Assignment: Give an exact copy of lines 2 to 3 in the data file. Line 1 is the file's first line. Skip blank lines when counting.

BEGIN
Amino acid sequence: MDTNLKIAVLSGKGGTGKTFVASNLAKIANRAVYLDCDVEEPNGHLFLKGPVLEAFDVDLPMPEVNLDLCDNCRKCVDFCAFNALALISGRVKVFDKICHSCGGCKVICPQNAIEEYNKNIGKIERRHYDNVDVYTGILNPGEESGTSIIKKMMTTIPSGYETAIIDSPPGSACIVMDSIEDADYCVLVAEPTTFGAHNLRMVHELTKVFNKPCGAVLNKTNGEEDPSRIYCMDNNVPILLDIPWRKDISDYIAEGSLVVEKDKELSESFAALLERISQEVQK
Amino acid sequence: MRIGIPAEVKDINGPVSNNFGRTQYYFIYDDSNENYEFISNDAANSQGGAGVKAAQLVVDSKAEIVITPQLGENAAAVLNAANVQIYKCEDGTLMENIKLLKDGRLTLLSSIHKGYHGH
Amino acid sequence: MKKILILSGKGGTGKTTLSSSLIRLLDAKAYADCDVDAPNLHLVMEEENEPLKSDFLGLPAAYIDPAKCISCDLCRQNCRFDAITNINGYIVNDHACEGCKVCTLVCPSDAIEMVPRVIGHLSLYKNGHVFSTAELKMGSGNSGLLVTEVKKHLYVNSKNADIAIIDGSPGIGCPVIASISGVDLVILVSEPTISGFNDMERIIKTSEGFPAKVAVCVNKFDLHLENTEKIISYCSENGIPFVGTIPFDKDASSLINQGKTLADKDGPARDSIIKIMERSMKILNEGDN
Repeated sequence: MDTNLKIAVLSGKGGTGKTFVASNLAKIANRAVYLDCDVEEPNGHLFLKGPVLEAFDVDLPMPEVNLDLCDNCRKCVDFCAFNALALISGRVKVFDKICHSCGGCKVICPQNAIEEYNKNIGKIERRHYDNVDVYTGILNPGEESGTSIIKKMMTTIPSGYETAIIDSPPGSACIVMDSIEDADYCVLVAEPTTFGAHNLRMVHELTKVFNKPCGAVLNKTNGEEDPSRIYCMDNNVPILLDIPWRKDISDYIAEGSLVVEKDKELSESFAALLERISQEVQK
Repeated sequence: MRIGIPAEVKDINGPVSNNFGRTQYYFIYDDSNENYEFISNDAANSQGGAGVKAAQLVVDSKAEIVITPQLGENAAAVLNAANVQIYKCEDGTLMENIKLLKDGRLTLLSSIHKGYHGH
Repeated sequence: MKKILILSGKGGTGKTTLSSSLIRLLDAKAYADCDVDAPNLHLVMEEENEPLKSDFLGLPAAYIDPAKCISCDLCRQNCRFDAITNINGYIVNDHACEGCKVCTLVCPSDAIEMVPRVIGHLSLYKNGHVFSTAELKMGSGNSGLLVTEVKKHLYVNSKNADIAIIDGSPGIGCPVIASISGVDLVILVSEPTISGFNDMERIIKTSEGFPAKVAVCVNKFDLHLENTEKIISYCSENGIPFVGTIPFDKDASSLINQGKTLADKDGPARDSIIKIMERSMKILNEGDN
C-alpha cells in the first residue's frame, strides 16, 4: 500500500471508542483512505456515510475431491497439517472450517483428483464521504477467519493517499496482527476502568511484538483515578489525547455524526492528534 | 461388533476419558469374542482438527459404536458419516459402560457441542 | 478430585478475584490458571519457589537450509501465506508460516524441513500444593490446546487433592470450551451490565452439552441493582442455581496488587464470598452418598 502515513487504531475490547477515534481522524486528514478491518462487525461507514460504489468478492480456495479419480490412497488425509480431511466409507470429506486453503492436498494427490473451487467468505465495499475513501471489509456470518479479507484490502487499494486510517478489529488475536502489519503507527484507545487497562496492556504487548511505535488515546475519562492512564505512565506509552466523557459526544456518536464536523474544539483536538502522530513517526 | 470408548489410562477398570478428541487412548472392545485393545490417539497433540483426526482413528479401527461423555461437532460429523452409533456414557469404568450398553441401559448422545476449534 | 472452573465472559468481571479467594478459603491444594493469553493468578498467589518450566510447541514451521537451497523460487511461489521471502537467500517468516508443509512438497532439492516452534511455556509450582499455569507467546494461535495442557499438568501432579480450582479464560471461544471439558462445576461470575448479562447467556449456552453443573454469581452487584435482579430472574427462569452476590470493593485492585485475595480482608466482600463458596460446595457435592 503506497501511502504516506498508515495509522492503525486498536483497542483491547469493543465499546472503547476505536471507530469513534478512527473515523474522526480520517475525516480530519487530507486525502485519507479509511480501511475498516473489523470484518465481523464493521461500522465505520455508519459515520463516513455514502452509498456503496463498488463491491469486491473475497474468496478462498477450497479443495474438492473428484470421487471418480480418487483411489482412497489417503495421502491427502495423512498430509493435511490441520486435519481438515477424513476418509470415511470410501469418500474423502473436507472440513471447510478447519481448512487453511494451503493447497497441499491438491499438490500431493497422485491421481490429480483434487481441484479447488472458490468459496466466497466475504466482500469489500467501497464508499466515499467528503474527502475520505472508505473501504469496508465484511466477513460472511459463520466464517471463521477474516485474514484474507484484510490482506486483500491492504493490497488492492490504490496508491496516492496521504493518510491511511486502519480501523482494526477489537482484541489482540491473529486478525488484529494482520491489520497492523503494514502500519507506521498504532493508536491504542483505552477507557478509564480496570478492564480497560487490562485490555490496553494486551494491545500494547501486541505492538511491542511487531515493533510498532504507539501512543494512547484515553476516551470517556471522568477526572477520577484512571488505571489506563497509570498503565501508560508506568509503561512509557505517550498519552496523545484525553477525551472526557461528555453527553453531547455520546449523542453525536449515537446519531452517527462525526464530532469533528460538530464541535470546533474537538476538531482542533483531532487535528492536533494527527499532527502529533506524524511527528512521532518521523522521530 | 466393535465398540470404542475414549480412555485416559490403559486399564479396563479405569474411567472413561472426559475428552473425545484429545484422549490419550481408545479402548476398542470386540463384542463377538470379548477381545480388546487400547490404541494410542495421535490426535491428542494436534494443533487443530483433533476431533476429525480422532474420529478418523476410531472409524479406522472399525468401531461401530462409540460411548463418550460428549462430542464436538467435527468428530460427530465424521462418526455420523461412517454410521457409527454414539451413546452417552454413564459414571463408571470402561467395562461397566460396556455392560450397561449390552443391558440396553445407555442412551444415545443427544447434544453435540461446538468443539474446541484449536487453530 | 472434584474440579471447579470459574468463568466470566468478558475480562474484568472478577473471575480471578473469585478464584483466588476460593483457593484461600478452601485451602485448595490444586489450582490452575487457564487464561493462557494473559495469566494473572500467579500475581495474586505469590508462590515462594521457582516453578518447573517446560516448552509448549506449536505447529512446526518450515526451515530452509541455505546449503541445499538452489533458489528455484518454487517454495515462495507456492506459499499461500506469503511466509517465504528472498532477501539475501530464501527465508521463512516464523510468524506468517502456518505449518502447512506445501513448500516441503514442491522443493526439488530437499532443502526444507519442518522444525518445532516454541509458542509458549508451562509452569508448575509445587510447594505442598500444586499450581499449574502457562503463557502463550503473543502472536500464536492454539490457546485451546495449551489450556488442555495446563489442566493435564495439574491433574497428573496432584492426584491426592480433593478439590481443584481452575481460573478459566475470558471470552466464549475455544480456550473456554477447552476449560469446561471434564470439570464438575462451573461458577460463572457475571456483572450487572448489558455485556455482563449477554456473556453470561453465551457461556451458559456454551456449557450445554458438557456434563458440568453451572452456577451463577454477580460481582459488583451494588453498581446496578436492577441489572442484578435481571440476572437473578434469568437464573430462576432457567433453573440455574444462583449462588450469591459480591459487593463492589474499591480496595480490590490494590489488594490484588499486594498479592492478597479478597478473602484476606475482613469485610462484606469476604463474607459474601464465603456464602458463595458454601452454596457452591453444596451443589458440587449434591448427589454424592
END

Amino acid sequence: MRIGIPAEVKDINGPVSNNFGRTQYYFIYDDSNENYEFISNDAANSQGGAGVKAAQLVVDSKAEIVITPQLGENAAAVLNAANVQIYKCEDGTLMENIKLLKDGRLTLLSSIHKGYHGH
Amino acid sequence: MKKILILSGKGGTGKTTLSSSLIRLLDAKAYADCDVDAPNLHLVMEEENEPLKSDFLGLPAAYIDPAKCISCDLCRQNCRFDAITNINGYIVNDHACEGCKVCTLVCPSDAIEMVPRVIGHLSLYKNGHVFSTAELKMGSGNSGLLVTEVKKHLYVNSKNADIAIIDGSPGIGCPVIASISGVDLVILVSEPTISGFNDMERIIKTSEGFPAKVAVCVNKFDLHLENTEKIISYCSENGIPFVGTIPFDKDASSLINQGKTLADKDGPARDSIIKIMERSMKILNEGDN